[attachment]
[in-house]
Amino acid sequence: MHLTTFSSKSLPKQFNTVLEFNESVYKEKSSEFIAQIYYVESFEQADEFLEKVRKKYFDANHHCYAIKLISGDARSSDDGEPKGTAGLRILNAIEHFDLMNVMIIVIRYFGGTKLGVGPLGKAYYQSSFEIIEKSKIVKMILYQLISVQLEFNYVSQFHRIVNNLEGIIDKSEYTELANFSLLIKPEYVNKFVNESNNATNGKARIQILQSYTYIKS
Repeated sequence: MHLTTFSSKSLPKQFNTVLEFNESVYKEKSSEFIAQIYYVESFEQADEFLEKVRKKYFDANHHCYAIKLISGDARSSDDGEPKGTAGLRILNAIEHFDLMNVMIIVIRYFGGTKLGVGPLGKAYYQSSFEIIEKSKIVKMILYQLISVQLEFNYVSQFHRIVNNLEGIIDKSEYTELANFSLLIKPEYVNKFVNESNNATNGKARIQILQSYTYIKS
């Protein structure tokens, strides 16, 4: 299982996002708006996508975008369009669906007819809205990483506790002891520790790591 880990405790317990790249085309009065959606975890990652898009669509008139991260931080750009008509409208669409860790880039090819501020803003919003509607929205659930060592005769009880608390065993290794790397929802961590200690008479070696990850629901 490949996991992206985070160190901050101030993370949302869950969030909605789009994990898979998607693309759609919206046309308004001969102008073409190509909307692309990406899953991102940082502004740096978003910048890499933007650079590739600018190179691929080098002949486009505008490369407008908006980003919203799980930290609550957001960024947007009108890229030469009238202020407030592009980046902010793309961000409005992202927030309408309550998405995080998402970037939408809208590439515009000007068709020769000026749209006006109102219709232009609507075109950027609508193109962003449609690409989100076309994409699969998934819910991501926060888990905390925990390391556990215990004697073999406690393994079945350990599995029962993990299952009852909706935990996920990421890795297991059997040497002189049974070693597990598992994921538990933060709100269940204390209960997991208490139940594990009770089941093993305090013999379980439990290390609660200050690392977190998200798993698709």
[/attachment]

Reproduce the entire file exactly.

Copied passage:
[in-house]
Amino acid sequence: MHLTTFSSKSLPKQFNTVLEFNESVYKEKSSEFIAQIYYVESFEQADEFLEKVRKKYFDANHHCYAIKLISGDARSSDDGEPKGTAGLRILNAIEHFDLMNVMIIVIRYFGGTKLGVGPLGKAYYQSSFEIIEKSKIVKMILYQLISVQLEFNYVSQFHRIVNNLEGIIDKSEYTELANFSLLIKPEYVNKFVNESNNATNGKARIQILQSYTYIKS
Repeated sequence: MHLTTFSSKSLPKQFNTVLEFNESVYKEKSSEFIAQIYYVESFEQADEFLEKVRKKYFDANHHCYAIKLISGDARSSDDGEPKGTAGLRILNAIEHFDLMNVMIIVIRYFGGTKLGVGPLGKAYYQSSFEIIEKSKIVKMILYQLISVQLEFNYVSQFHRIVNNLEGIIDKSEYTELANFSLLIKPEYVNKFVNESNNATNGKARIQILQSYTYIKS
């Protein structure tokens, strides 16, 4: 299982996002708006996508975008369009669906007819809205990483506790002891520790790591 880990405790317990790249085309009065959606975890990652898009669509008139991260931080750009008509409208669409860790880039090819501020803003919003509607929205659930060592005769009880608390065993290794790397929802961590200690008479070696990850629901 490949996991992206985070160190901050101030993370949302869950969030909605789009994990898979998607693309759609919206046309308004001969102008073409190509909307692309990406899953991102940082502004740096978003910048890499933007650079590739600018190179691929080098002949486009505008490369407008908006980003919203799980930290609550957001960024947007009108890229030469009238202020407030592009980046902010793309961000409005992202927030309408309550998405995080998402970037939408809208590439515009000007068709020769000026749209006006109102219709232009609507075109950027609508193109962003449609690409989100076309994409699969998934819910991501926060888990905390925990390391556990215990004697073999406690393994079945350990599995029962993990299952009852909706935990996920990421890795297991059997040497002189049974070693597990598992994921538990933060709100269940204390209960997991208490139940594990009770089941093993305090013999379980439990290390609660200050690392977190998200798993698709």